Retinopathy Of Prematurity
Upcoming SlideShare
Loading in...5
×
 

Like this? Share it with your network

Share

Retinopathy Of Prematurity

on

  • 4,213 views

Basic talk on ROP

Basic talk on ROP

Statistics

Views

Total Views
4,213
Views on SlideShare
4,203
Embed Views
10

Actions

Likes
1
Downloads
242
Comments
0

2 Embeds 10

http://www.linkedin.com 9
http://www.slideshare.net 1

Accessibility

Categories

Upload Details

Uploaded via as Microsoft PowerPoint

Usage Rights

© All Rights Reserved

Report content

Flagged as inappropriate Flag as inappropriate
Flag as inappropriate

Select your reason for flagging this presentation as inappropriate.

Cancel
  • Full Name Full Name Comment goes here.
    Are you sure you want to
    Your message goes here
    Processing…
Post Comment
Edit your comment

Retinopathy Of Prematurity Presentation Transcript

  • 1. Retinopathy of Prematurity Linda MacKenna Ikuta, RN,MN,CCNS
  • 2. The Eye
  • 3. The Retina
  • 4. Cut-away of the human eye showing its essential parts.
    • In front are the lenses (cornea and crystalline lens) that focus images on the retina.
  • 5. The eye resembles a camera .The cornea and the crystalline lens act like a camera’s objective; they form an image on the retina, which is like the camera’s film. There the retina transforms the rays of light into nerve impulses that are carried by the optic nerve to the brain. It is in the brain that "seeing" occurs.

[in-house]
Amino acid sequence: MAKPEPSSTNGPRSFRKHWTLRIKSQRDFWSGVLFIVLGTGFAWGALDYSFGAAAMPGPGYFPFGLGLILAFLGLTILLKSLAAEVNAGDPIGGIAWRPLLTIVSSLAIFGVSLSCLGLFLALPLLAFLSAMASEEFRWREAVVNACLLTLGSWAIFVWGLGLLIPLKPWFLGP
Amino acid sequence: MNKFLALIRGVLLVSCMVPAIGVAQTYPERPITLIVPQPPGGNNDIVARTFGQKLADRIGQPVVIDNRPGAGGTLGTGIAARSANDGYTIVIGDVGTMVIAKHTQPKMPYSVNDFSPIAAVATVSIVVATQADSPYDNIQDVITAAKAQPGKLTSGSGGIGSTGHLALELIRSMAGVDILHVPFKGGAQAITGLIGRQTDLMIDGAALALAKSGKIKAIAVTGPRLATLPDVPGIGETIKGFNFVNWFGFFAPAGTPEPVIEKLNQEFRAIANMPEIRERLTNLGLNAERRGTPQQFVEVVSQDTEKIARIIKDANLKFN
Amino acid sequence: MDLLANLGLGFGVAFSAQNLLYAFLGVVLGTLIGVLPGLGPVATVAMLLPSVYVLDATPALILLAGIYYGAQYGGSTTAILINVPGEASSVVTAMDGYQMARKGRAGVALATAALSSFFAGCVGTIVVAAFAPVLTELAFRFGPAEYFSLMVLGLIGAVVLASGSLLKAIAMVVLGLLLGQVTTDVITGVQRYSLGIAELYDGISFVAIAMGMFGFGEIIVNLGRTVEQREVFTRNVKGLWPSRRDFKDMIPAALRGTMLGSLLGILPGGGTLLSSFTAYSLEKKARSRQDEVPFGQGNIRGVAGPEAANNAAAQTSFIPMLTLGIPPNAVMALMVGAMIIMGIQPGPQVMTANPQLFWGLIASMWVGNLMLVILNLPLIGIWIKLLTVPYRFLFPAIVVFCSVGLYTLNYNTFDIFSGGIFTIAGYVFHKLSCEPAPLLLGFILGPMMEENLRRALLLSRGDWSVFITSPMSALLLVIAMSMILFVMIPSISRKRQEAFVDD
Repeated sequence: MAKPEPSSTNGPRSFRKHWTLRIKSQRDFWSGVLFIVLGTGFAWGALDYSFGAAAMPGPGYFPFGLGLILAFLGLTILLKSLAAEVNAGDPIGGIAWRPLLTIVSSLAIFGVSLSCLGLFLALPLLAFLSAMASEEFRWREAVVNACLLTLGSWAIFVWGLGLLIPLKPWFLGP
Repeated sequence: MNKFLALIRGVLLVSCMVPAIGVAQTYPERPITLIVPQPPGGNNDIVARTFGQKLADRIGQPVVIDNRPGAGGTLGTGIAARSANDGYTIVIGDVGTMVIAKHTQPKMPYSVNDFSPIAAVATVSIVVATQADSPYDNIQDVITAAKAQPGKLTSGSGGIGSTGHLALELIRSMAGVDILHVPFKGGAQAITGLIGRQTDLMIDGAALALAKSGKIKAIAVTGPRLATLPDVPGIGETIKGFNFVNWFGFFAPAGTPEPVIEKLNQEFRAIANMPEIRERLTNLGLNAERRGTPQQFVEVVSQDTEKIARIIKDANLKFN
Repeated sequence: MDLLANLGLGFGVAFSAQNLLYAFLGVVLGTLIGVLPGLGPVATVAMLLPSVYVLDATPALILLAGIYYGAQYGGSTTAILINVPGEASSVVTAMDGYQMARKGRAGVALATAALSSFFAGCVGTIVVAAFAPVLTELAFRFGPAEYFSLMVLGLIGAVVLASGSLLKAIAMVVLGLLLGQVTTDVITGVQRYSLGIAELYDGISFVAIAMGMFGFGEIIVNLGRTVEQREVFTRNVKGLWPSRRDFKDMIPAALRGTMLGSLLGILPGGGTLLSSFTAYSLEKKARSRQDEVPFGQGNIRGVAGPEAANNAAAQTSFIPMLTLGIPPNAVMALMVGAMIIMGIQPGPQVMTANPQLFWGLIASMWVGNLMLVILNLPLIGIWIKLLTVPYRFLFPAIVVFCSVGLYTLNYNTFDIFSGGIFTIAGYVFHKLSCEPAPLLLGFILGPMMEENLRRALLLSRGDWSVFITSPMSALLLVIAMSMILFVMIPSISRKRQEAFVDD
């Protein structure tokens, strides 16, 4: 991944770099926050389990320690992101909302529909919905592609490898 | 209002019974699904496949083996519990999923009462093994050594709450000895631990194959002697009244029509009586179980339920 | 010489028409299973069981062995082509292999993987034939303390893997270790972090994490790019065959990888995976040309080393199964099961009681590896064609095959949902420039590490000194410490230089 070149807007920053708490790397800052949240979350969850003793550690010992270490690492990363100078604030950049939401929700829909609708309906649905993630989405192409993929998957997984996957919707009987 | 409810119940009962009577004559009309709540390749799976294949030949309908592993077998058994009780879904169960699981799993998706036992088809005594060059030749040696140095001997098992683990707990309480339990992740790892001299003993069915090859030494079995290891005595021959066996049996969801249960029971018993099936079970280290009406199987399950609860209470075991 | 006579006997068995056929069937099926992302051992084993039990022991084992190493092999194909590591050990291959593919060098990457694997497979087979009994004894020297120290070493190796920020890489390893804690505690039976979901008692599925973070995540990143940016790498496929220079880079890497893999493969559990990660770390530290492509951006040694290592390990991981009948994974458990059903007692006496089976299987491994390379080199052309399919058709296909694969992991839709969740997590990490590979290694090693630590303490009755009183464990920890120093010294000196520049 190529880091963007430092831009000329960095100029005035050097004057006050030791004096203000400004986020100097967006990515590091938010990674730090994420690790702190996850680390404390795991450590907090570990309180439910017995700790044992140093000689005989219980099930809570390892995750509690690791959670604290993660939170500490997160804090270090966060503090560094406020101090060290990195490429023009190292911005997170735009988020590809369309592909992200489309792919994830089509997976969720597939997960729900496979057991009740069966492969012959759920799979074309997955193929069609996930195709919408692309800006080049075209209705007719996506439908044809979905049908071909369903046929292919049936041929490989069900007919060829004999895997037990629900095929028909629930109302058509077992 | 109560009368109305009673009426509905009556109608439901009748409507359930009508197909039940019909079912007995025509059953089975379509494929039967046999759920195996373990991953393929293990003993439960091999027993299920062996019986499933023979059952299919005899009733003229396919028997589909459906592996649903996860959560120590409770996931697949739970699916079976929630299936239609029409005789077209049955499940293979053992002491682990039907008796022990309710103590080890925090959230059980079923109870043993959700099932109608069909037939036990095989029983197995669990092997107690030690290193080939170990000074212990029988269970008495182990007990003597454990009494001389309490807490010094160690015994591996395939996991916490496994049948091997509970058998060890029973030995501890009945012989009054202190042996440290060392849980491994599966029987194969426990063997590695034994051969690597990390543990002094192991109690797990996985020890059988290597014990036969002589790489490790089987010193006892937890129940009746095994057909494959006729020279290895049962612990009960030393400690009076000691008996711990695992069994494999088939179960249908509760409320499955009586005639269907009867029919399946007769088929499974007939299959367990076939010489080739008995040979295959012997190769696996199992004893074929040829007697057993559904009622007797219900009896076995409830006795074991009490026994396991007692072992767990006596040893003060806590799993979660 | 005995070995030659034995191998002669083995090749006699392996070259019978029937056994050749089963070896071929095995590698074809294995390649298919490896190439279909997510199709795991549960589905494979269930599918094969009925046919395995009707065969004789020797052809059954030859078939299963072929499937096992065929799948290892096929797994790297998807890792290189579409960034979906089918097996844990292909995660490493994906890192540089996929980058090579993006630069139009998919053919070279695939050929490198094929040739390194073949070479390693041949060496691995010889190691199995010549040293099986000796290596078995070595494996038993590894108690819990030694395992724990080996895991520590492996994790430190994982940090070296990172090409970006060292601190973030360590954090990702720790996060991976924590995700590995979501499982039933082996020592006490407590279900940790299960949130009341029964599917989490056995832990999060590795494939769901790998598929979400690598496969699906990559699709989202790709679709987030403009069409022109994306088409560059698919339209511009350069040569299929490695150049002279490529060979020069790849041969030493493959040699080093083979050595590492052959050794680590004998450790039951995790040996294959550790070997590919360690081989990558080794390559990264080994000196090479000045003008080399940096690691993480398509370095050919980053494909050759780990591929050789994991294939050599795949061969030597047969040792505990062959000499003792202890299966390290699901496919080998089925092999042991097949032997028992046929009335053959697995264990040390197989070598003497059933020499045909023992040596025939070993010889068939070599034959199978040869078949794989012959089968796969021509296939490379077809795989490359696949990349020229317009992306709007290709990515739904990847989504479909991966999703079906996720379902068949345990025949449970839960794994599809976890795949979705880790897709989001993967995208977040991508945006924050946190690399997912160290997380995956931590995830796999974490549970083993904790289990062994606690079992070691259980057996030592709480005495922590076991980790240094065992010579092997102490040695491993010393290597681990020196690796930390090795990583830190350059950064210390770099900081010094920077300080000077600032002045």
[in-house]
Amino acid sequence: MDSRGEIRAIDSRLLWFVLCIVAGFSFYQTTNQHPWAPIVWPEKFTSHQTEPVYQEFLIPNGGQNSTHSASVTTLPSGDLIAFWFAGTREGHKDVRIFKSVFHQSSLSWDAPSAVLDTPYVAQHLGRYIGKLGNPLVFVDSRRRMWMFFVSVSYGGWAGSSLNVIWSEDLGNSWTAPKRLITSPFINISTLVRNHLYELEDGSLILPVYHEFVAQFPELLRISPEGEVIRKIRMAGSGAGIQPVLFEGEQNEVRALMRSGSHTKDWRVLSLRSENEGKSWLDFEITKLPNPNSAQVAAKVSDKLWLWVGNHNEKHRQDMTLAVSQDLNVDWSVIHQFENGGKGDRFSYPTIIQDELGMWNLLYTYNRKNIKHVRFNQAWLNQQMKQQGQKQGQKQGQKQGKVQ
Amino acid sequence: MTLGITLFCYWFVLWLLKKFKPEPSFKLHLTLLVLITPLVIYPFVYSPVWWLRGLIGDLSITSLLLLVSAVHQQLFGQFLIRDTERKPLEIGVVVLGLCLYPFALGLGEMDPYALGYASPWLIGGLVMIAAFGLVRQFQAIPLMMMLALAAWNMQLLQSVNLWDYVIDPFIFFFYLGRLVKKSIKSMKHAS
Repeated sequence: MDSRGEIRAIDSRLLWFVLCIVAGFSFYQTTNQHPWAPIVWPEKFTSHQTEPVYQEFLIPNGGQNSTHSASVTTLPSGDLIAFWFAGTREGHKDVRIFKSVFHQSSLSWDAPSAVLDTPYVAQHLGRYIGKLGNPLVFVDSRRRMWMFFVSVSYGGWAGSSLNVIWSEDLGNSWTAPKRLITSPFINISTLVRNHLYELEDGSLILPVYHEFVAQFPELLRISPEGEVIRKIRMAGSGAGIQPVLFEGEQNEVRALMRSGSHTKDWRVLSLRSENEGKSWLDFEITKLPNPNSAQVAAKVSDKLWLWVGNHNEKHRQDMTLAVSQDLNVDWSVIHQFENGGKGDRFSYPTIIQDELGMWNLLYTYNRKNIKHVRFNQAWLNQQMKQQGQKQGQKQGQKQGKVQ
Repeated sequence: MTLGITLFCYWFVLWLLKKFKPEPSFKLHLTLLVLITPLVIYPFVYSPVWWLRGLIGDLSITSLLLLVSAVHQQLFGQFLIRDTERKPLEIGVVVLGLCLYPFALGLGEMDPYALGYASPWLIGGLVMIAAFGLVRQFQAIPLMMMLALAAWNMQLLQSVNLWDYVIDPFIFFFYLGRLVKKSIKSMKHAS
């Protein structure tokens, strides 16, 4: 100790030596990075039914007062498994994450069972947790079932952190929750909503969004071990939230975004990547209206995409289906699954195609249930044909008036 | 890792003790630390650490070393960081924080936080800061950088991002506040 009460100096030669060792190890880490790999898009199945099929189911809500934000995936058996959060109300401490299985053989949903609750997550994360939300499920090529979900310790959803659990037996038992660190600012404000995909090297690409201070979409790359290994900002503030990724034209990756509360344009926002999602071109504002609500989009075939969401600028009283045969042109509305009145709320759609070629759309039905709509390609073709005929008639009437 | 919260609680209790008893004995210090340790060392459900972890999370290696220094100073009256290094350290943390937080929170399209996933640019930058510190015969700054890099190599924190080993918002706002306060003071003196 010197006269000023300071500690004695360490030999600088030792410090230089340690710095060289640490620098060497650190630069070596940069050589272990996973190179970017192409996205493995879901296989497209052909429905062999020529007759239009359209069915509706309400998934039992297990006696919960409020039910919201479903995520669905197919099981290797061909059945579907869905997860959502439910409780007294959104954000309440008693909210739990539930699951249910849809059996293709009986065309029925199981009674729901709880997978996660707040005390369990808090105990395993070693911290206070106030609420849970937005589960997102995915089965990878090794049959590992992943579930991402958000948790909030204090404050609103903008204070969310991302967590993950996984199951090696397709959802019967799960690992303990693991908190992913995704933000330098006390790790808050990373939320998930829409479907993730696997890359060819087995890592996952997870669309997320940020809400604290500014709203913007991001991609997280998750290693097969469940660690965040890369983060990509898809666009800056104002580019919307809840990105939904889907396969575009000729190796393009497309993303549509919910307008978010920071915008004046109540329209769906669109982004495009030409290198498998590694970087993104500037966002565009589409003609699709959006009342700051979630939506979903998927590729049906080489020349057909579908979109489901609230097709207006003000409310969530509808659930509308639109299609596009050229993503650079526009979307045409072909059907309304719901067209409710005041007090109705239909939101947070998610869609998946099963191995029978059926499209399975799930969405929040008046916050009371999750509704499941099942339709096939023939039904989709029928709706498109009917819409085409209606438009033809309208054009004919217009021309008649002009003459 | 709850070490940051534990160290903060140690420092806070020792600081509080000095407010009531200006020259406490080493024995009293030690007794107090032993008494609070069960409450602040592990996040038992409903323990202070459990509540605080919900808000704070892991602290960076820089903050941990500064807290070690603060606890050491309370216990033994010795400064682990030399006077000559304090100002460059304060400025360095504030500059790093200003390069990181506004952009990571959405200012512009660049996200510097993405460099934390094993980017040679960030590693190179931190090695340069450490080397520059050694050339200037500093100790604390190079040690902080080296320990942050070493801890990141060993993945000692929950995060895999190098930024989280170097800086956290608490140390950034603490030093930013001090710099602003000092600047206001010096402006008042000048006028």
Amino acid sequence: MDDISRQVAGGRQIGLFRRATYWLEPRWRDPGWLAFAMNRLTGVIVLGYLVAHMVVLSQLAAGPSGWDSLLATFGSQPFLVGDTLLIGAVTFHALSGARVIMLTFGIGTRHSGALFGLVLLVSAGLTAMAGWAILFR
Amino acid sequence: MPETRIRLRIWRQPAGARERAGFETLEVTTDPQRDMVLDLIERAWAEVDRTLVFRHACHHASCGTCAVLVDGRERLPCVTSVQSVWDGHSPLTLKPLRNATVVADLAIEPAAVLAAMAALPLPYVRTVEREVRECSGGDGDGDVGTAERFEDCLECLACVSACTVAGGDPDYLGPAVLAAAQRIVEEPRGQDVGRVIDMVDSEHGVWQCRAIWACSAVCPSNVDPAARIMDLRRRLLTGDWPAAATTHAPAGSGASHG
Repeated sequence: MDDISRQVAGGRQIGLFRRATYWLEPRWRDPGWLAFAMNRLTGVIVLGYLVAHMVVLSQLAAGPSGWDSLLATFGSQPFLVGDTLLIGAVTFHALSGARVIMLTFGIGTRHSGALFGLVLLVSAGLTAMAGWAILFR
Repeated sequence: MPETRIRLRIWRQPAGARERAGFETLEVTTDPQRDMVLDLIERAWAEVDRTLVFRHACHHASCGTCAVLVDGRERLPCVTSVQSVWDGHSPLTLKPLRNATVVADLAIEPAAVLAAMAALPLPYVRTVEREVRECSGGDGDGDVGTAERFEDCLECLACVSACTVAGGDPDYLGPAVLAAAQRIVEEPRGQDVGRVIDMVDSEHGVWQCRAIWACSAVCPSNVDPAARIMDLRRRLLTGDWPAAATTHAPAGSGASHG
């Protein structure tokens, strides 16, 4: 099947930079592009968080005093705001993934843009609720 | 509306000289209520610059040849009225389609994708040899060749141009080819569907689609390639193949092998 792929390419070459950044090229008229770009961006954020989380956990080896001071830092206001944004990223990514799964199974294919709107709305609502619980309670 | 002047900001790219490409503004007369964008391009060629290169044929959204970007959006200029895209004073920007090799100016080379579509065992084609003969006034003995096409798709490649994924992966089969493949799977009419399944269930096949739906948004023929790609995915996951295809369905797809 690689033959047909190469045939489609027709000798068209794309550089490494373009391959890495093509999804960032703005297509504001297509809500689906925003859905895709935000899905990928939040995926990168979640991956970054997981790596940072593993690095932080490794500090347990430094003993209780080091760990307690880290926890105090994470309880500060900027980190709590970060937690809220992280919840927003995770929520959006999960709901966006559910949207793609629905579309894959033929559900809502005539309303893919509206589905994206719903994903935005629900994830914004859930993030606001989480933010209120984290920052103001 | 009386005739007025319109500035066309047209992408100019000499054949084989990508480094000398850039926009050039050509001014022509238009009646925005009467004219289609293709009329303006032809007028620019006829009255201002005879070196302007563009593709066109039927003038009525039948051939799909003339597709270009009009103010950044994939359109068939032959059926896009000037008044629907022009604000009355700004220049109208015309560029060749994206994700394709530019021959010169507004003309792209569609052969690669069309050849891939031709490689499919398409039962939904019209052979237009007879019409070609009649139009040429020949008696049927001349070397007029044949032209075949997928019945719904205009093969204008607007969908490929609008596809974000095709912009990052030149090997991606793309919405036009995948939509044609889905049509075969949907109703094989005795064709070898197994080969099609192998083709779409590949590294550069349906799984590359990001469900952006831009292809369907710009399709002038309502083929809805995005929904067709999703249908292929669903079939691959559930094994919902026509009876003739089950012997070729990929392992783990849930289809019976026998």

• 6. Definition
    • Retinopathy of Prematurity (ROP):
    • disorder of the developing retinal vasculature resulting from interruption of normal progression of newly forming retinal vessels.
    • Vasoconstriction and obliteration of the advancing capillary bed are followed in succession by neovascularization extending into the vitreous, retinal edema, retinal hemorrhages, fibrosis, and traction on, and eventual detachment of the retina.
    • In most cases, the process is reversed before firosis occurs.
    • Advanced stages may lead to blindness.
  • 7. Definition
    • Retrolental fibroplasia
    • As originally described, the condition was seen only in its most advanced form, after extensive fibrosis and scarring had already occurred behind the lens.
    • First described in 1942 by Terry.
    • Name changed to ROP by international committee established for the purpose of providing uniform classification for the disease.
  • 8. Etiology
    • Vasoconstriction interrupts normal development migration of the retinal blood vessels from anatomically central optic nerve to the peripherally located ora serrata
    • Multiple proven as well as theoretical risk factors cause vasoconstriction of the developing retinal vasculature
  • 9. Incidence
    • The overall incidence of ROP is 16-17% for all premature infants.
    • In infants with birth weight below 1251 grams, the incidence is 66%
    • Major risk factors include: decreased gestational age, decreased birth weight, and supplemental oxygen therapy. Associated risk factors include acidosis, apnea, patent Ductus arteriousus, septicemia, blood transfusions, and intraventricular hemorrhage
  • 10. The Cause